Foreword November 2017
I wrote this article two-and-a-half years ago. Although I still agree with its points, I would write a somewhat different article today, in framing and substance.
On the framing, this article uses effective interventions to relieve global poverty as the main example of an idea one might to bring attention to. At the time this seemed the canonical central example for the effective altruism community, who were a good fraction of my audience. Even then I guessed it was not the most important idea to draw attention to, and I have become more confident since. Of course all of the arguments still apply to effective poverty interventions; I just wouldn't lend them so much implicit endorsement.
On the substance, I omitted an important consideration: that larger movements come with increased overhead costs for communication and coordination within the movements. Combined with diminishing returns from effort within an area, this reduces the value of making a movement very large: doubling the size might be substantially less than doubling the value. Moreover if one realizes that different people have different amounts to contribute to work on a given problem, the effect is that the value of bringing different types of people in varies significantly. The ideal for a given community might be to include as many as possible of the people who are very well placed to contribute, and not so many people beyond that so as not to impede coordination between that core. For some ideas or problems that might in practice mean quite a small community; for others a large one. The central example of global poverty made this omission less salient since it benefits from more supporters even when large.
Nonetheless, I think the original article contains useful ideas which I continue to make use of in my own thinking. I hope it remains useful to others.
Owen Cotton-Barratt, November 2017
Movement growth may be very important for young social movements. It’s obvious that movement building cannot always be better than direct work, but knowing how to compare them presents a challenge.
In this article I introduce and explore a model of movement growth which tracks individuals’ awareness of and inclination towards the movement. I aim to understand when movement building activities are better or worse than direct work, and apply the model to give my views on movement growth in the effective altruist and related communities.
Part 1: Theory
In the first half of this paper I introduce a model for thinking about movement growth, and terminology to refer to critical concepts. We model individuals as having varying levels of awareness about the movement, and varying inclinations towards it. We assume that these two characteristics can represent the major drivers of interaction with the movement. We explore the consequences of this Awareness/Inclination Model (AIM), particularly looking at the long-term counterfactual effects of direct work compared to ‘publicity’, which aims at increasing awareness of the movement, and ‘advocacy’, which aims at improving inclinations towards the movement. This involves analyzing different possible long-term trajectories the movement may be on.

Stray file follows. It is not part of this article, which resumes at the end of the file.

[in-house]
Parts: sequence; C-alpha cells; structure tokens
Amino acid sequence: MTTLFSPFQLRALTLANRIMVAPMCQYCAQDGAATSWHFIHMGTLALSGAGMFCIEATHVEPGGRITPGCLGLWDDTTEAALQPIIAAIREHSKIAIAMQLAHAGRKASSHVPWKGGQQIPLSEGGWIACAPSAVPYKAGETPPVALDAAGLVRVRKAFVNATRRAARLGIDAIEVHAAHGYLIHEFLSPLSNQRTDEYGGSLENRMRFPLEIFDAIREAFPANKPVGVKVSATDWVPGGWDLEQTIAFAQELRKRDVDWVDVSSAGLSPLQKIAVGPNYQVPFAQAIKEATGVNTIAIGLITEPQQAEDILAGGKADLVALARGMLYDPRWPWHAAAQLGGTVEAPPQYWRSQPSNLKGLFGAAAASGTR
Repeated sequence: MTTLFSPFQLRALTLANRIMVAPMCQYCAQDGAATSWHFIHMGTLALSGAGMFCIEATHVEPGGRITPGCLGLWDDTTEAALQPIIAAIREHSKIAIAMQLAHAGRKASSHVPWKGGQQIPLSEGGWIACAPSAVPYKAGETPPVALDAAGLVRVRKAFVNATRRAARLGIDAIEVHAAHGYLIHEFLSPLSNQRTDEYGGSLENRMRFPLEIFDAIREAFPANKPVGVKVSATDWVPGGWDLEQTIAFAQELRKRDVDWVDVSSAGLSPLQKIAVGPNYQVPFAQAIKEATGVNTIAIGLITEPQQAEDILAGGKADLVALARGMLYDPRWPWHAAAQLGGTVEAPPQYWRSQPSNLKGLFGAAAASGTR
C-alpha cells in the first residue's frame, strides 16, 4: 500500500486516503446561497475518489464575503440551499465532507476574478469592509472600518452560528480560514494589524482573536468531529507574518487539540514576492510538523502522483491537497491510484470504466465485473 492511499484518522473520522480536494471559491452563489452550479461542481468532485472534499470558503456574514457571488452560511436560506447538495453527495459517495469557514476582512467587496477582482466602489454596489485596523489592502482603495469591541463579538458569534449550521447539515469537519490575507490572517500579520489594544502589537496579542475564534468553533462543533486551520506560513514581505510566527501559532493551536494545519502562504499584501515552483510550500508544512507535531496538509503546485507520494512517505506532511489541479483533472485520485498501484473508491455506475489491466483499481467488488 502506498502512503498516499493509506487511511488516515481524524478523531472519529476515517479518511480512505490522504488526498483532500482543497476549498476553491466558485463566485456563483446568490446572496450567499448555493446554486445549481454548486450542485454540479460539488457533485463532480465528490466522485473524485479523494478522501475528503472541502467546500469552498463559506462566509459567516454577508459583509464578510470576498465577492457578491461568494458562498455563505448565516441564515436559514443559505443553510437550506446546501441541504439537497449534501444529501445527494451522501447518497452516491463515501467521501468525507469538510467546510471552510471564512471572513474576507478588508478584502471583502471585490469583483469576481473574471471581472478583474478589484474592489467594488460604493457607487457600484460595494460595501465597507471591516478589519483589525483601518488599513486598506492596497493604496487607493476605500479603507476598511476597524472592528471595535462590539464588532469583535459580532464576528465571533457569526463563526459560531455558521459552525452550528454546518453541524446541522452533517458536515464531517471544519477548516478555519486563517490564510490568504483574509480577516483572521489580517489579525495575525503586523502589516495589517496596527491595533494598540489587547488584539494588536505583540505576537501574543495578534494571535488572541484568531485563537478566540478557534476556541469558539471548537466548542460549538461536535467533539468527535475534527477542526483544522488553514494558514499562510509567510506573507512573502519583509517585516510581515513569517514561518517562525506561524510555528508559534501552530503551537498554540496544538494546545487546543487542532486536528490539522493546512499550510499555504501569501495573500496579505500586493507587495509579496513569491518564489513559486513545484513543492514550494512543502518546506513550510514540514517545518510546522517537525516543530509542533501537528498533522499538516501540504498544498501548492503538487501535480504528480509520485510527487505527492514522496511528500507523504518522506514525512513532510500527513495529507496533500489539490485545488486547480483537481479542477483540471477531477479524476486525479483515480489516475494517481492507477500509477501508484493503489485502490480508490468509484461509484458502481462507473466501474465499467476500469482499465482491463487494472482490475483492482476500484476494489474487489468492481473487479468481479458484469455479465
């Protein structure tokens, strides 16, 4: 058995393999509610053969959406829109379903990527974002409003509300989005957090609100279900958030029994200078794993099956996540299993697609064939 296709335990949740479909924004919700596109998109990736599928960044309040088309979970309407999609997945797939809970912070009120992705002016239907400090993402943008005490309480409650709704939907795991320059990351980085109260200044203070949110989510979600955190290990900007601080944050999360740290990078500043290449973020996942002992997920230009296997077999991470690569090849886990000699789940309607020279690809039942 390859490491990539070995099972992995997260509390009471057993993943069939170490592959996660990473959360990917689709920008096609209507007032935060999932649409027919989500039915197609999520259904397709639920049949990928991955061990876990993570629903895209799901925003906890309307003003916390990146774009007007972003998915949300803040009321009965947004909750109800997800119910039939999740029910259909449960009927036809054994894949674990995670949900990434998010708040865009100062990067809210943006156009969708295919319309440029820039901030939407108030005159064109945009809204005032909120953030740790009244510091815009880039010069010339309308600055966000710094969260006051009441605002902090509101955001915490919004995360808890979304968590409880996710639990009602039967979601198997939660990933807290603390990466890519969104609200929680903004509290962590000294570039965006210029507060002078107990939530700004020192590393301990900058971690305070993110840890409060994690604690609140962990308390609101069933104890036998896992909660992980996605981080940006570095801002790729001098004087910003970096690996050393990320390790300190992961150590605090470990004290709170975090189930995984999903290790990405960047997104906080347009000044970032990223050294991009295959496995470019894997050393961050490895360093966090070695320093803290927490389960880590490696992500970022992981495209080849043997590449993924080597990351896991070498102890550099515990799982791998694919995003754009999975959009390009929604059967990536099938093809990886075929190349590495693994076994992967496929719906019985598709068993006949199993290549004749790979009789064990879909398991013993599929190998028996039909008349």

If we accept the model, this has some general implications:
- For early-stage movements, the effects on movement growth are a key consideration in deciding between different activities. For relatively mature movements, direct work is usually better than movement growth.
- It is more important to focus on increasing awareness than improving inclination, if:
- the movement has a natural maximum size that we cannot change; or
- essentially everyone will join the movement after they know enough about it; or
- direct work earlier is much more important than direct work later; or
- it is very hard to change inclination relative to awareness.
- Otherwise improving inclination may often be better than increasing awareness (this is sensitive to beliefs about some parameters).
- It is particularly key to avoid being controversial and focus on improving inclination rather than increasing awareness, if:
- the views of people around them have a significant effect on the inclinations of people towards the movement; or
- the movement might plateau at a wide range of sizes, depending on how well-perceived it is; or
- building political consensus will be useful for the direct work.
Part 2: Application
In the second half of the paper, I apply the conceptual tools developed in Part 1 to answer questions about how to find the best work for the young effective altruism movement and related areas. The conclusions here are not certain, but represent my informed best judgement. Some of them are driven purely by qualitative considerations, and some are based in part on numerical estimates.
My conclusions are:
- Getting movement growth right is extremely important for effective altruism. Which activities to pursue should perhaps be governed even more by their effects on movement growth than by their direct effects.